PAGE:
BERLIN — Germany has decided to stop arms exports to Saudi Arabia because of "instability in the region," German daily Bild reported on Sunday.
Weapons orders from Saudi Arabia have either been "rejected, pure and simple," or deferred for further consideration, the newspaper said, adding that the information has not been officially confirmed.
The decision was taken on Wednesday by the national security council, a government body that includes Chancellor Angela Merkel, Vice Chancellor Sigmar Gabriel and seven other ministers, it said.
"According to government sources, the situation in the region is too unstable to ship arms there," added the daily.
Saudi Arabia follows a strict and highly conservative form of Islam, and as home to some of its holiest sites plays a key role as a spiritual leader for Sunni Muslims and mediator in the Middle East.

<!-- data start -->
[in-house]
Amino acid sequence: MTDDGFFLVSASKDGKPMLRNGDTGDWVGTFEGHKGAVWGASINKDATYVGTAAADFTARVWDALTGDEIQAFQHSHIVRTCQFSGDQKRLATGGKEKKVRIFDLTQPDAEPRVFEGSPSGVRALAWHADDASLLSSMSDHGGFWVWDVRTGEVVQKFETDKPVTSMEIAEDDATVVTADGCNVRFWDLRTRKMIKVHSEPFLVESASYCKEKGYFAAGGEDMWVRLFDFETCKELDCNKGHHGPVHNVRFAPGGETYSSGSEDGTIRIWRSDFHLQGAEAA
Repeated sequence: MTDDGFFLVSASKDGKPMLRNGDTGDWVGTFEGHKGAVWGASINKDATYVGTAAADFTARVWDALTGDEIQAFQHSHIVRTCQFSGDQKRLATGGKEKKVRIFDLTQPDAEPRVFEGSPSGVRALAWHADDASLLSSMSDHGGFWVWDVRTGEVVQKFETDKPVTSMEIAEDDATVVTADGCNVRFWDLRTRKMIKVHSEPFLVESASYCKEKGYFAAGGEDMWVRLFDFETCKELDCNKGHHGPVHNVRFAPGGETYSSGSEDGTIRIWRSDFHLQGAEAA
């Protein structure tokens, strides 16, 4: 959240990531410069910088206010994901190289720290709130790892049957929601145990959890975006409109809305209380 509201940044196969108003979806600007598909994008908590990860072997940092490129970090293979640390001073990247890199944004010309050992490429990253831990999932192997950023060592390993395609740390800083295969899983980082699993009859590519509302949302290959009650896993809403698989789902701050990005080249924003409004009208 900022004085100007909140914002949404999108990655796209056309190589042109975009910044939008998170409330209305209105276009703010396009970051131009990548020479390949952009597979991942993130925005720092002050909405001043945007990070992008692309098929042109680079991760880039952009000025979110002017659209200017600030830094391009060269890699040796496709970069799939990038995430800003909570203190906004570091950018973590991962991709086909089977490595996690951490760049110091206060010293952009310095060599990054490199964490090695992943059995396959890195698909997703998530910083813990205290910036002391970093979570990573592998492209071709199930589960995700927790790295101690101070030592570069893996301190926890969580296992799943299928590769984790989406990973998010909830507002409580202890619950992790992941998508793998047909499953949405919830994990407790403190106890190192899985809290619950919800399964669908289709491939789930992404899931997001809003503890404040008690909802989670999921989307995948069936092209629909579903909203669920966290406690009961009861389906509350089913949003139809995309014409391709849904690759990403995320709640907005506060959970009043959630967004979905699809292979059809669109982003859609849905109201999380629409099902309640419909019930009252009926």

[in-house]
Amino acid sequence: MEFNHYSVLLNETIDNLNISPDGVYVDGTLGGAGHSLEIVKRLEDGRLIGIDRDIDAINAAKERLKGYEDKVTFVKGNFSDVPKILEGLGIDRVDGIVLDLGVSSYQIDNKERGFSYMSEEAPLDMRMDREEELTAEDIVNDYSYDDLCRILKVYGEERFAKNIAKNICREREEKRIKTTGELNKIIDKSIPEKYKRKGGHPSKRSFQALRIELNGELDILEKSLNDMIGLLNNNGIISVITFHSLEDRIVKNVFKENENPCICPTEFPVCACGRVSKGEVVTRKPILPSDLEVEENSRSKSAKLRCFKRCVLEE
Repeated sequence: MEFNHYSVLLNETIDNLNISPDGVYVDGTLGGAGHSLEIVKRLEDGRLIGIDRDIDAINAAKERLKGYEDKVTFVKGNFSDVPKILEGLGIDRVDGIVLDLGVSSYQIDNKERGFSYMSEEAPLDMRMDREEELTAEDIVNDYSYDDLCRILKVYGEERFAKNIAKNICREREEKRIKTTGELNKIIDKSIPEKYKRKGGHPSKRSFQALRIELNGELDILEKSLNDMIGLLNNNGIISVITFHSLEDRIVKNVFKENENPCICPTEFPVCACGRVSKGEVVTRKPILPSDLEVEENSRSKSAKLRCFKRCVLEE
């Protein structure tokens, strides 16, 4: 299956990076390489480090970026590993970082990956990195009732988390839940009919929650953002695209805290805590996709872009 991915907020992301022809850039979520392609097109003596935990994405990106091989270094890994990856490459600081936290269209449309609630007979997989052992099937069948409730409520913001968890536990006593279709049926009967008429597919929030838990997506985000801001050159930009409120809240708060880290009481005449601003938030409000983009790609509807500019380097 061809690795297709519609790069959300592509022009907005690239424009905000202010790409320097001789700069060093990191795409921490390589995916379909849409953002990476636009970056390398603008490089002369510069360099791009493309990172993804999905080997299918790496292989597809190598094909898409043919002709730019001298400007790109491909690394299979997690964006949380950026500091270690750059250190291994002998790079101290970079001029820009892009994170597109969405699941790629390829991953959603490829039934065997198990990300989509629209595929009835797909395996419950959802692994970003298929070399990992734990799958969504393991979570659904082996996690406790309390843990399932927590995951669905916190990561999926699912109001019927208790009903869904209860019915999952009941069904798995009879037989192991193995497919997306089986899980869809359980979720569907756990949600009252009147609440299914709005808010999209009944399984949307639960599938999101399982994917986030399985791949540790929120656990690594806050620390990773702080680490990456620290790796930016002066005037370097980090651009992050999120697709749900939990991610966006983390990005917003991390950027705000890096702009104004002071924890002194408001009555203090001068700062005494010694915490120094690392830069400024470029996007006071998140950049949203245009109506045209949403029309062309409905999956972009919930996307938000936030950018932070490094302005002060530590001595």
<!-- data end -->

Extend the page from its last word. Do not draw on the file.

Its importance was made clear on Saturday when world leaders converged on Riyadh to offer condolences following the death of King Abdullah, including Britain's prime minister and France's president.
Germany was represented by former President Christian Wulff.
The kingdom is "one of the most important clients of Germany's arms industry," with €360 million ($400 million) of arms shipments authorized in 2013, Bild said.
But it has also come under fire from human rights groups for its harsh treatment of religious minorities and women, as well as the lack of transparency in its legal system.
A survey carried out for Bild found that 78 percent of Germans believe Berlin should stop selling arms to Saudi Arabia — and a further 60 percent want to break off trade ties all together — due to human rights violations.